A lot of trial and error ensued as she tried different methods, platforms, and approaches. “It ended up being that, over the course of about a year, I was able to transition from working at a location to working online completely,” she says.
Rose believes that the increasing availability of online teaching platforms is making the transition to online teaching much easier. “If I’d known what I was doing, it would have been possible to shorten (the transition),” she says.
Rose is confident that, with the right certifications and enough market savvy, a teacher can transition into online work full-time in three to four months.
Tricks of the trade
On optimizing your marketability via online teaching platforms:
“I wasn’t aware that I could work for a company and set my own hours,” Rose says. “Eventually, I found iTalki and a couple different sites that I work for.”
She credits much of her success to having a strong profile and video that attract students’ attention, instead of her scouring the web looking for potential students. “They already have a student base, people are there learning. If (your profile) is professional and people like your introduction video, people will contact you.”
On lesson planning and curriculum management
“When you’re teaching in person, you have the book that the school gives you and you have to set up your lesson plans,” she says. “You use each lesson one time, then you have to create a new lesson for the next day and the next day. You are constantly planning.”
“That’s how my job is different,” she says. “I write the lesson plan once, and it takes less than an hour. And then I use the same lesson plan again for the next student, and the next student. It cuts my planning time way down, and that’s something that I love about the way I teach online.”
On personalizing lessons for students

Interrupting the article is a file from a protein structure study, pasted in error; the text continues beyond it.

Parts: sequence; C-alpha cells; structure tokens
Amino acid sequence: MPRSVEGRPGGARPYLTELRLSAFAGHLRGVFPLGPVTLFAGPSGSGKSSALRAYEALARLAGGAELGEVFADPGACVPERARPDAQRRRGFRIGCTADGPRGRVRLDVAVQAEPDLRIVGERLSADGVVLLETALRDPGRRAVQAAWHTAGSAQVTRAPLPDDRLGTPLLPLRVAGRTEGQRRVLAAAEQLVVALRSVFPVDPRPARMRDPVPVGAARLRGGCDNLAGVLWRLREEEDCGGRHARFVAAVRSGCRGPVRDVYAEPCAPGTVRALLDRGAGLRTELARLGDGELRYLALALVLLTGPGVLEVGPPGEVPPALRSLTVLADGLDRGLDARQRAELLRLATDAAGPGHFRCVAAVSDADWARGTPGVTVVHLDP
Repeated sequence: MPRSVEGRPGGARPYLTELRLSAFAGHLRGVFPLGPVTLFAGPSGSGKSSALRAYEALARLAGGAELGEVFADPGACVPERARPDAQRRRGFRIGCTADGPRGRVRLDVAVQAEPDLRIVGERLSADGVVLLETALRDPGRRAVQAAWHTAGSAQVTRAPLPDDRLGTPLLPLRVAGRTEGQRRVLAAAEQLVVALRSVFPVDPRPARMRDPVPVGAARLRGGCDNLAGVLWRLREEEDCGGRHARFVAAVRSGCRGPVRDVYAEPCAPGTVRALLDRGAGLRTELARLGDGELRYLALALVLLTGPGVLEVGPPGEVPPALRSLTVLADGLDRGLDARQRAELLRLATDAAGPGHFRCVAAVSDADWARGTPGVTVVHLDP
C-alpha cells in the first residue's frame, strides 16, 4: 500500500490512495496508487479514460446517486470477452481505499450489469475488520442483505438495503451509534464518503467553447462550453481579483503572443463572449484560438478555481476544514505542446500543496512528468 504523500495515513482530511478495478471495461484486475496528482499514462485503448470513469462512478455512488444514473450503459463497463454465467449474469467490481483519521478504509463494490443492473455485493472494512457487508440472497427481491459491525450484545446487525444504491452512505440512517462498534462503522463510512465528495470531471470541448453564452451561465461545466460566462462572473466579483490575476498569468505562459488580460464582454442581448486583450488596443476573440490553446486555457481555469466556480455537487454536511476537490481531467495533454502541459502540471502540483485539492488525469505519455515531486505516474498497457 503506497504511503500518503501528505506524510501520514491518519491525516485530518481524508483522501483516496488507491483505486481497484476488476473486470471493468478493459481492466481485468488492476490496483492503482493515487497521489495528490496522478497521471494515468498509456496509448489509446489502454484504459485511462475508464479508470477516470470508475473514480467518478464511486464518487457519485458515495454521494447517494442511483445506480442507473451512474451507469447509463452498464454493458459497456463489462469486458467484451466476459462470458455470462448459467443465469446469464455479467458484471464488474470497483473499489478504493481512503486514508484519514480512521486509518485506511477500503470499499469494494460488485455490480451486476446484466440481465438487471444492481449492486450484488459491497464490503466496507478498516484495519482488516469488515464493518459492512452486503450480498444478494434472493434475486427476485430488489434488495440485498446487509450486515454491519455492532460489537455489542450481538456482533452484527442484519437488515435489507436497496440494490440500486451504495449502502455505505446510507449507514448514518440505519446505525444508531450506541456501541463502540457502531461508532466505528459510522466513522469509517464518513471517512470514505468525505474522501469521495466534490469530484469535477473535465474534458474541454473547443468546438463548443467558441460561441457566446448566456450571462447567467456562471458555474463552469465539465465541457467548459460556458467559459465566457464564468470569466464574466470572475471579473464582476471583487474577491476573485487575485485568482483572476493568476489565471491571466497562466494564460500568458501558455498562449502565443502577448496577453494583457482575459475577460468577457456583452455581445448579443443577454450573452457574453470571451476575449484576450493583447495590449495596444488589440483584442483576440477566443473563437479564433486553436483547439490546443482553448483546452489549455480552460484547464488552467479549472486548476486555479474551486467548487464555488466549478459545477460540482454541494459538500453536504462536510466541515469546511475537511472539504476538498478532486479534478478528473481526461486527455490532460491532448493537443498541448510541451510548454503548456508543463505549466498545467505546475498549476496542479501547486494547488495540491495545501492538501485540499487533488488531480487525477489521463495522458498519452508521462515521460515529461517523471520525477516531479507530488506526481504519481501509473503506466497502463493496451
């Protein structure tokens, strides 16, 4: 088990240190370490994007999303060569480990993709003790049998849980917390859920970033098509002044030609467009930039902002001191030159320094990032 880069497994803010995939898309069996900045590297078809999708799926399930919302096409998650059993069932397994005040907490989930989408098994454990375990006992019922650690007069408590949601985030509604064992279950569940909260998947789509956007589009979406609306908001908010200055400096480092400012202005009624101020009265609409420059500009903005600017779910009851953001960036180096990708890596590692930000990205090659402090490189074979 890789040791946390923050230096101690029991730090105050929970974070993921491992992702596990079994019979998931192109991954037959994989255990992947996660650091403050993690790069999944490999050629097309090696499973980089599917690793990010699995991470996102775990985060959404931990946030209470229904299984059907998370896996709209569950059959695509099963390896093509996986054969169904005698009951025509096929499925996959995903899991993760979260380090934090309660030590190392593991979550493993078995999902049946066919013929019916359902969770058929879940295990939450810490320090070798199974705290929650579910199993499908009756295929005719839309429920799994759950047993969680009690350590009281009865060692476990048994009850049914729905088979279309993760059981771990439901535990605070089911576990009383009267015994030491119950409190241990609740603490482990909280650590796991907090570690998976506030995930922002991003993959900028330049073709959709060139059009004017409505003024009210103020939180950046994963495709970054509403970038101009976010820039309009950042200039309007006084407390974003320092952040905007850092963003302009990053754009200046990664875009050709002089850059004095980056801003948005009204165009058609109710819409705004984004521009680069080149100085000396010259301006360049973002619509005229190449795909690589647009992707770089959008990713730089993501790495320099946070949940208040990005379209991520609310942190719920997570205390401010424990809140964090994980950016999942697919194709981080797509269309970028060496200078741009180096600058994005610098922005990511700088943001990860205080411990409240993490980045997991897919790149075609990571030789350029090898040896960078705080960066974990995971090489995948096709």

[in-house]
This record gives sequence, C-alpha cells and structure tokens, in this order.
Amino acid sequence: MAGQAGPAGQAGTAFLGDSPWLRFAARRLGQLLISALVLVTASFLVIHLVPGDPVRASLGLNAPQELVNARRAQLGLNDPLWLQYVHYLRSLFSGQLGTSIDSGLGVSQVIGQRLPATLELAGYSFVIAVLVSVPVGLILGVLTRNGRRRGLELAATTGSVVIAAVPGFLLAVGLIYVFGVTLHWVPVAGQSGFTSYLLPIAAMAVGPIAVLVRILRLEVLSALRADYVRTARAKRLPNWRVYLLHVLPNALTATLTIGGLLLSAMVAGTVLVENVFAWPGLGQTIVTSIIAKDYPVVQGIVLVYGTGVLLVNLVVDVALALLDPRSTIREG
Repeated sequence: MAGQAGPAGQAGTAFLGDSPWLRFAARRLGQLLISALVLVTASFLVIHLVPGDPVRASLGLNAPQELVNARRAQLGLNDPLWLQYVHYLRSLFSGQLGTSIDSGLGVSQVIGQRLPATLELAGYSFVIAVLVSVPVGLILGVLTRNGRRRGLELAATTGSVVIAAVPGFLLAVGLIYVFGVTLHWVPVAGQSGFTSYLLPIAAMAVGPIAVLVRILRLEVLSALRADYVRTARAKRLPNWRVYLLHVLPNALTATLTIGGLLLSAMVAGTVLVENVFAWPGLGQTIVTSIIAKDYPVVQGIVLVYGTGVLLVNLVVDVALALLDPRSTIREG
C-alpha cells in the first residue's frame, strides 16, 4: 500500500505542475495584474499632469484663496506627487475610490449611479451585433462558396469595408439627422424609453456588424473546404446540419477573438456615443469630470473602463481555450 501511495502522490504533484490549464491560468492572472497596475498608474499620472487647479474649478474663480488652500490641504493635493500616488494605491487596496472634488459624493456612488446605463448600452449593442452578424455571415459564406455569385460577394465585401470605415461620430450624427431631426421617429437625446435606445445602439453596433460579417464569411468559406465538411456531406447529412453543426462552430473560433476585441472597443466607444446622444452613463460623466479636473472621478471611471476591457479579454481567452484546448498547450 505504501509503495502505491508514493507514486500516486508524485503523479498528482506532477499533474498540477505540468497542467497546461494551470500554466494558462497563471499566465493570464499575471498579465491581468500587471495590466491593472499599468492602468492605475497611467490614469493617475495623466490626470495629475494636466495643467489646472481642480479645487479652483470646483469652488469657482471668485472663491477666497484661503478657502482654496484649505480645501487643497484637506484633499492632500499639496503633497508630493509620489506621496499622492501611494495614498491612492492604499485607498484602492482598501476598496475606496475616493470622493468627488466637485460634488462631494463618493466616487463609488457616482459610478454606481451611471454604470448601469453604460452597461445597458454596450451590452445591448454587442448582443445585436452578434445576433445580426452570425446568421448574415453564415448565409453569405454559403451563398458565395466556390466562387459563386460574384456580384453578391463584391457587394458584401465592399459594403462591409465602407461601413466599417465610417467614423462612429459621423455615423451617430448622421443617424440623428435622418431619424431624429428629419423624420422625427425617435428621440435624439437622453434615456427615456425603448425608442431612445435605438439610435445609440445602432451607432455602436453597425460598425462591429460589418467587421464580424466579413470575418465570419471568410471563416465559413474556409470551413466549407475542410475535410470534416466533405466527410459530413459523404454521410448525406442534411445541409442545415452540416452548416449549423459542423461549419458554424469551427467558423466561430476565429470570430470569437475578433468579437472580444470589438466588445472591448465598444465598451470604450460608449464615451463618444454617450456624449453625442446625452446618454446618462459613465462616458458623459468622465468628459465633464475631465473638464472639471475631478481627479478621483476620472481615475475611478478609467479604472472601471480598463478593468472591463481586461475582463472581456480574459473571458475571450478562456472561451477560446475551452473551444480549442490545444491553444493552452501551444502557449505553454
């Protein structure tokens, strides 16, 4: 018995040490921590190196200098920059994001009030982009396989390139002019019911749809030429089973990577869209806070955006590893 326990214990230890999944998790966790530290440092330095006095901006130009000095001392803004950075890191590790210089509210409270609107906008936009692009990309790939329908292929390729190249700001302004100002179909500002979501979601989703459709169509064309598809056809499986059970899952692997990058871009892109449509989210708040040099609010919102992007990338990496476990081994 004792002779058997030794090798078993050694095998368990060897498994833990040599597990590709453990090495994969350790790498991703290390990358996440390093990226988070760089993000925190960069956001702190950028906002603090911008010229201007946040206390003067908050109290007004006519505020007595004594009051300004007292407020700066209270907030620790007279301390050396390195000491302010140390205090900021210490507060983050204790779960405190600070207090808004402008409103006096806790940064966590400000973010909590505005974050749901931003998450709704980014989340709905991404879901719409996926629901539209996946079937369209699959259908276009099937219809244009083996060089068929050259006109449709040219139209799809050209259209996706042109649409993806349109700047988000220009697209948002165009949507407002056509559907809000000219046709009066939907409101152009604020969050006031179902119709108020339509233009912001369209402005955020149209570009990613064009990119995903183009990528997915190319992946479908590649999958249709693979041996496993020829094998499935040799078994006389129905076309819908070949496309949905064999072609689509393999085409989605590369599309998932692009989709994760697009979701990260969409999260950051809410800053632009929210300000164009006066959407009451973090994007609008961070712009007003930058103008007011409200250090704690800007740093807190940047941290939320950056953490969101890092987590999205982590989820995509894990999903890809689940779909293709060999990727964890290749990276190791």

“Each student is a different individual and they all have different ideas about how they want to use English,” she says. “Individualizing is really important. I do that by basically making three lesson plans in one. In each lesson that I write, I include a couple of different videos at different levels. There’s a basic one, an intermediate, and an advance one.”
During the planning, Rose includes the option to use any of the three in an informative lesson. “When I talk to the student, I decide on the spot if this person is going to be able to understand the intermediate one? Maybe I should use the lower one. The same goes for articles. I usually have an everyday article, something you might find on a blog, and also have something simplified for new learners.”
On what to focus on in each lesson
Rose notes that students typically are focused on either speaking, grammar, or writing. Most of her lesson planning is focused on speaking. “That’s what students get less practice time in doing and is more difficult to do on their own,” she says. “If a student wants to add a writing element, I have them do that at home and send it to me. I correct it with them in the next class.”
“As far as grammar, if I run across several of the same error in a lesson, I’ll correct it and review the rule with them,” she says. “Then, I’ll keep correcting them until they can spot the mistake themselves and start to self-correct.”
Grab a copy of Rose’s book here.